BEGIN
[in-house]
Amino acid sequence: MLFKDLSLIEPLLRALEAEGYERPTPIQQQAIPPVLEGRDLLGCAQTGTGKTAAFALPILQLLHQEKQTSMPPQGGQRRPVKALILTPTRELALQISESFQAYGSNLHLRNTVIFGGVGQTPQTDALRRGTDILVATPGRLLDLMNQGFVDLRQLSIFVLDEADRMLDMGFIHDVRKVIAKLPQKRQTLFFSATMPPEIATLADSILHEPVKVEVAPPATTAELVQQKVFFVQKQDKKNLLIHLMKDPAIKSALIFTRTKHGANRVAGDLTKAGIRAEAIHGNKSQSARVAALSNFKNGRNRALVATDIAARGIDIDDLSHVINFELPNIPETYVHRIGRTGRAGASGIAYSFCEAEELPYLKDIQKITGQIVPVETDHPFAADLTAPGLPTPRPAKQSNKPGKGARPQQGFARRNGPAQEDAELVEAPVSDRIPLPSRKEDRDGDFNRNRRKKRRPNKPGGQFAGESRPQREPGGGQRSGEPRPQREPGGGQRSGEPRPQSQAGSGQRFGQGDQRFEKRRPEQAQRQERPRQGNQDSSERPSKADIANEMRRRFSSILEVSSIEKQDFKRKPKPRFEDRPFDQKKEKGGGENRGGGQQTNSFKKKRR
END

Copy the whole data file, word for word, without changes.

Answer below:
[in-house]
Amino acid sequence: MLFKDLSLIEPLLRALEAEGYERPTPIQQQAIPPVLEGRDLLGCAQTGTGKTAAFALPILQLLHQEKQTSMPPQGGQRRPVKALILTPTRELALQISESFQAYGSNLHLRNTVIFGGVGQTPQTDALRRGTDILVATPGRLLDLMNQGFVDLRQLSIFVLDEADRMLDMGFIHDVRKVIAKLPQKRQTLFFSATMPPEIATLADSILHEPVKVEVAPPATTAELVQQKVFFVQKQDKKNLLIHLMKDPAIKSALIFTRTKHGANRVAGDLTKAGIRAEAIHGNKSQSARVAALSNFKNGRNRALVATDIAARGIDIDDLSHVINFELPNIPETYVHRIGRTGRAGASGIAYSFCEAEELPYLKDIQKITGQIVPVETDHPFAADLTAPGLPTPRPAKQSNKPGKGARPQQGFARRNGPAQEDAELVEAPVSDRIPLPSRKEDRDGDFNRNRRKKRRPNKPGGQFAGESRPQREPGGGQRSGEPRPQREPGGGQRSGEPRPQSQAGSGQRFGQGDQRFEKRRPEQAQRQERPRQGNQDSSERPSKADIANEMRRRFSSILEVSSIEKQDFKRKPKPRFEDRPFDQKKEKGGGENRGGGQQTNSFKKKRR